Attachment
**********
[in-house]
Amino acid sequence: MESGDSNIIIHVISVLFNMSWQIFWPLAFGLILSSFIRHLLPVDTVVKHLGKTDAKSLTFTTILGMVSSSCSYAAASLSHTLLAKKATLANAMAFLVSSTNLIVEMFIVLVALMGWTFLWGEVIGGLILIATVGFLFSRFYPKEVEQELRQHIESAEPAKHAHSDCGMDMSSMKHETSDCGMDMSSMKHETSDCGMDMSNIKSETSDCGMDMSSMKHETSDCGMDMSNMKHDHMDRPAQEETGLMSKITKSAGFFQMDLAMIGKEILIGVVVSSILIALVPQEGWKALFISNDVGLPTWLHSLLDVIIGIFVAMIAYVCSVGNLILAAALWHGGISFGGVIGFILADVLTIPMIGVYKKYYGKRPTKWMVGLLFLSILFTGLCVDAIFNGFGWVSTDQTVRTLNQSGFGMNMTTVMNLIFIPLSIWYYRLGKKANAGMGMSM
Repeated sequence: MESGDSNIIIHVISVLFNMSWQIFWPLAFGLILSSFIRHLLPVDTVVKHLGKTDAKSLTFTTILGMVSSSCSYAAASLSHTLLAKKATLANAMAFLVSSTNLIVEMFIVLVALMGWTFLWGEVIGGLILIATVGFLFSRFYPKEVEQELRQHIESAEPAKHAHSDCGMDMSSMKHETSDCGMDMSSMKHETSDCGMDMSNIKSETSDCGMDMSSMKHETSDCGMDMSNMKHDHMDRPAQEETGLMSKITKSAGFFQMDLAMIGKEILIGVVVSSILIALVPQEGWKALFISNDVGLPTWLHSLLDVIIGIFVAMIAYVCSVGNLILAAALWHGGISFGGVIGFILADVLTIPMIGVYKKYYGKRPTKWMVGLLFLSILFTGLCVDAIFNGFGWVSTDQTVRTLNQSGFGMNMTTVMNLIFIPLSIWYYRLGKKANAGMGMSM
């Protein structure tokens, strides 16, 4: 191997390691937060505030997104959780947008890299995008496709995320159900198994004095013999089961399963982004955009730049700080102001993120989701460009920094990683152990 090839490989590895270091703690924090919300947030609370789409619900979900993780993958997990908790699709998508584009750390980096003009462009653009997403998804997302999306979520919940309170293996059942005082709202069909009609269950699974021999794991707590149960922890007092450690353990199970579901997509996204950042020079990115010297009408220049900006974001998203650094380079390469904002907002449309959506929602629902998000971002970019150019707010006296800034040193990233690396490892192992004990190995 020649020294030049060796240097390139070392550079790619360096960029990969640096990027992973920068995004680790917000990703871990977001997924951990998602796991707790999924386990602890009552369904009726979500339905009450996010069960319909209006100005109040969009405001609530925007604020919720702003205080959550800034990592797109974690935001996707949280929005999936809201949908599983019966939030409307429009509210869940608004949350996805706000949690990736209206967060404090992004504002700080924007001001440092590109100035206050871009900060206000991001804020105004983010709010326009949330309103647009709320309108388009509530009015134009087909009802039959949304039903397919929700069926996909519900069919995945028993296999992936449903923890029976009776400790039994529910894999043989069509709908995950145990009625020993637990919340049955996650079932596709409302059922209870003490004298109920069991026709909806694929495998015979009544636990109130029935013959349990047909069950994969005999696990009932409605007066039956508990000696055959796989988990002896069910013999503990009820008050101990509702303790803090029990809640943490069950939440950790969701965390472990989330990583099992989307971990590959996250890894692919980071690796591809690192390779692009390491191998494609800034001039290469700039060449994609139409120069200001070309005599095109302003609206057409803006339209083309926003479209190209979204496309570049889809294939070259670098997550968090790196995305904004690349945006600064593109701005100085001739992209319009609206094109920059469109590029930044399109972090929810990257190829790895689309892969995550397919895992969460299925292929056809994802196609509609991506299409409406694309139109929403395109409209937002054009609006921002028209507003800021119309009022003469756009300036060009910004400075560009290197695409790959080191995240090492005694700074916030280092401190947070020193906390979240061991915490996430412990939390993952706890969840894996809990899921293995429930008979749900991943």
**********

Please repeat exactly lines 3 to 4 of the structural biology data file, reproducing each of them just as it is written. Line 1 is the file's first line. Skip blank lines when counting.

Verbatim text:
Repeated sequence: MESGDSNIIIHVISVLFNMSWQIFWPLAFGLILSSFIRHLLPVDTVVKHLGKTDAKSLTFTTILGMVSSSCSYAAASLSHTLLAKKATLANAMAFLVSSTNLIVEMFIVLVALMGWTFLWGEVIGGLILIATVGFLFSRFYPKEVEQELRQHIESAEPAKHAHSDCGMDMSSMKHETSDCGMDMSSMKHETSDCGMDMSNIKSETSDCGMDMSSMKHETSDCGMDMSNMKHDHMDRPAQEETGLMSKITKSAGFFQMDLAMIGKEILIGVVVSSILIALVPQEGWKALFISNDVGLPTWLHSLLDVIIGIFVAMIAYVCSVGNLILAAALWHGGISFGGVIGFILADVLTIPMIGVYKKYYGKRPTKWMVGLLFLSILFTGLCVDAIFNGFGWVSTDQTVRTLNQSGFGMNMTTVMNLIFIPLSIWYYRLGKKANAGMGMSM
């Protein structure tokens, strides 16, 4: 191997390691937060505030997104959780947008890299995008496709995320159900198994004095013999089961399963982004955009730049700080102001993120989701460009920094990683152990 090839490989590895270091703690924090919300947030609370789409619900979900993780993958997990908790699709998508584009750390980096003009462009653009997403998804997302999306979520919940309170293996059942005082709202069909009609269950699974021999794991707590149960922890007092450690353990199970579901997509996204950042020079990115010297009408220049900006974001998203650094380079390469904002907002449309959506929602629902998000971002970019150019707010006296800034040193990233690396490892192992004990190995 020649020294030049060796240097390139070392550079790619360096960029990969640096990027992973920068995004680790917000990703871990977001997924951990998602796991707790999924386990602890009552369904009726979500339905009450996010069960319909209006100005109040969009405001609530925007604020919720702003205080959550800034990592797109974690935001996707949280929005999936809201949908599983019966939030409307429009509210869940608004949350996805706000949690990736209206967060404090992004504002700080924007001001440092590109100035206050871009900060206000991001804020105004983010709010326009949330309103647009709320309108388009509530009015134009087909009802039959949304039903397919929700069926996909519900069919995945028993296999992936449903923890029976009776400790039994529910894999043989069509709908995950145990009625020993637990919340049955996650079932596709409302059922209870003490004298109920069991026709909806694929495998015979009544636990109130029935013959349990047909069950994969005999696990009932409605007066039956508990000696055959796989988990002896069910013999503990009820008050101990509702303790803090029990809640943490069950939440950790969701965390472990989330990583099992989307971990590959996250890894692919980071690796591809690192390779692009390491191998494609800034001039290469700039060449994609139409120069200001070309005599095109302003609206057409803006339209083309926003479209190209979204496309570049889809294939070259670098997550968090790196995305904004690349945006600064593109701005100085001739992209319009609206094109920059469109590029930044399109972090929810990257190829790895689309892969995550397919895992969460299925292929056809994802196609509609991506299409409406694309139109929403395109409209937002054009609006921002028209507003800021119309009022003469756009300036060009910004400075560009290197695409790959080191995240090492005694700074916030280092401190947070020193906390979240061991915490996430412990939390993952706890969840894996809990899921293995429930008979749900991943």